And why did it show the bid as $53 until the last minute if I bid $55 yesterday?
0 Replies
 
squinney
 
  1  
Reply Sun 6 Mar, 2005 10:19 pm
It won't go up again to increase your bid until someone else bids.

The previous bid before yours was 52. You bid 65. Your bid only goes up to the next increment no matter what you bid, if you are the highest bidder. (The increments are larger as the price increases)

The next person bid 63.63, but since your high bid was still more than that, and placed before the 63.63 bid, the final bid jumped to 65. (The next incremental increase over the last bid which automatically went to you at 65.)

Yes, the person that bid 63.63 could have bid again had time not run out and if they had decided it was worth more than 67. I believe they would have had to have bid 67.50 to win because the increments would be 2.50 at that price if I remember correctly.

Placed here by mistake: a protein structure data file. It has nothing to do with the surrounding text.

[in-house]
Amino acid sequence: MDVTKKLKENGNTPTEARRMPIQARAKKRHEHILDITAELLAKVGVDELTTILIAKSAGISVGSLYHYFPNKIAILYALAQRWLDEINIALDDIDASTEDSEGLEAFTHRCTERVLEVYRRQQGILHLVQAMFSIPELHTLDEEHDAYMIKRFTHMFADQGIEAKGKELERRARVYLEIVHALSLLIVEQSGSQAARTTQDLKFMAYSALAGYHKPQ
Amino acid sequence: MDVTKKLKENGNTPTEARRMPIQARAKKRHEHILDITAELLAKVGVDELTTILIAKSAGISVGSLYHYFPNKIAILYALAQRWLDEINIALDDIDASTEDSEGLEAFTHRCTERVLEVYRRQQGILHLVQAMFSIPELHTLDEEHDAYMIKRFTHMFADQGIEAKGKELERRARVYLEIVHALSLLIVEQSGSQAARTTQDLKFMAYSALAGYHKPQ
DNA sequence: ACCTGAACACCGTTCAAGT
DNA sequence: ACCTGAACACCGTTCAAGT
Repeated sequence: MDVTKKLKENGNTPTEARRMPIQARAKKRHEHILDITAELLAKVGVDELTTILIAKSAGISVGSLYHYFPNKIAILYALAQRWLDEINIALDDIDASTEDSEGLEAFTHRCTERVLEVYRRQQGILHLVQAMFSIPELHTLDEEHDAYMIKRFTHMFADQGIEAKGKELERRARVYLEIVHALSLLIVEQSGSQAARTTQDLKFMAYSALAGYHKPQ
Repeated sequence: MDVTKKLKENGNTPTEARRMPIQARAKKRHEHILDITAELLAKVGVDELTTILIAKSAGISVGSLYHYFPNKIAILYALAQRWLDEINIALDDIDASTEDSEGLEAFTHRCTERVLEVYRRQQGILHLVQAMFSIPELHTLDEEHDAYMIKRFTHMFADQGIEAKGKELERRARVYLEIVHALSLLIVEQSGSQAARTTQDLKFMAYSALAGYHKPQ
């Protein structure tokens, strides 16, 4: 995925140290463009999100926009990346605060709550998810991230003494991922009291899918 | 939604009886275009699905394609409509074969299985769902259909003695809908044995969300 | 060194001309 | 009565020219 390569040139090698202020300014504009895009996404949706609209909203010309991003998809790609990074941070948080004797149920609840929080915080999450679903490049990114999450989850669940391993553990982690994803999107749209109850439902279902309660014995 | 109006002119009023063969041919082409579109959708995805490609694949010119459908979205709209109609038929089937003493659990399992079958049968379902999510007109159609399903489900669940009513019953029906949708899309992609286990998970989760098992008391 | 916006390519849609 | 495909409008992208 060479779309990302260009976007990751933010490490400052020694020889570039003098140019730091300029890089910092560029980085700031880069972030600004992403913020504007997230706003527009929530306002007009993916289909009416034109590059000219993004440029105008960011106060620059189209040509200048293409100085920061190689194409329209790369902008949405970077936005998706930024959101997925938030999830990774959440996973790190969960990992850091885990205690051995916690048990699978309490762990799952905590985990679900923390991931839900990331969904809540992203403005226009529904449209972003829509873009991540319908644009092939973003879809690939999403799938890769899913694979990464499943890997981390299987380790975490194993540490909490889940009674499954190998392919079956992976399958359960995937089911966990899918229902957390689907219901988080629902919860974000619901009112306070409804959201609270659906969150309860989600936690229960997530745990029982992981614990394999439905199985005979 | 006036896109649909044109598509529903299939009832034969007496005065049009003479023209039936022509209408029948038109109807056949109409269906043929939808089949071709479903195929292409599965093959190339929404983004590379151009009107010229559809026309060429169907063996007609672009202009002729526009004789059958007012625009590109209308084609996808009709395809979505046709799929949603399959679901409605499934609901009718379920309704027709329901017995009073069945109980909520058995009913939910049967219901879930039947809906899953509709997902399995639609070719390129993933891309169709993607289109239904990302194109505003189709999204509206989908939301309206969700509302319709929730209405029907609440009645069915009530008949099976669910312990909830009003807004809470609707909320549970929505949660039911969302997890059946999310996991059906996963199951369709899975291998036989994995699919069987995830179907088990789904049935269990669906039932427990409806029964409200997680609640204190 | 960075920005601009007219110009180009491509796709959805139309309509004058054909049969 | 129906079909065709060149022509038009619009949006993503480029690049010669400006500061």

Hope it's all the seller claimed it to be. Likely is since she/he has been selling for so long. Good Find!
0 Replies
 
sozobe
 
  1  
Reply Wed 9 Mar, 2005 12:21 pm
I got my pan!!

<happy dance>

It's gorgeous!

<happy dance>

It's absolutely perfect in every way and the right size and brand-new and shiny and I love it!!

Whew! I was SO upset when I ruined my old one, and here it is less than 4 days later and I have a perfect replacement. It's like magic or something.
0 Replies
 
squinney
 
  1  
Reply Wed 9 Mar, 2005 03:22 pm
Yahoo!!!

Leave that seller some positive feedback! 4 days! Excellent service.

Now... What's for dinner?
0 Replies
 
ehBeth
 
  1  
Reply Wed 9 Mar, 2005 03:25 pm
4 days - that does seem rawther good!
0 Replies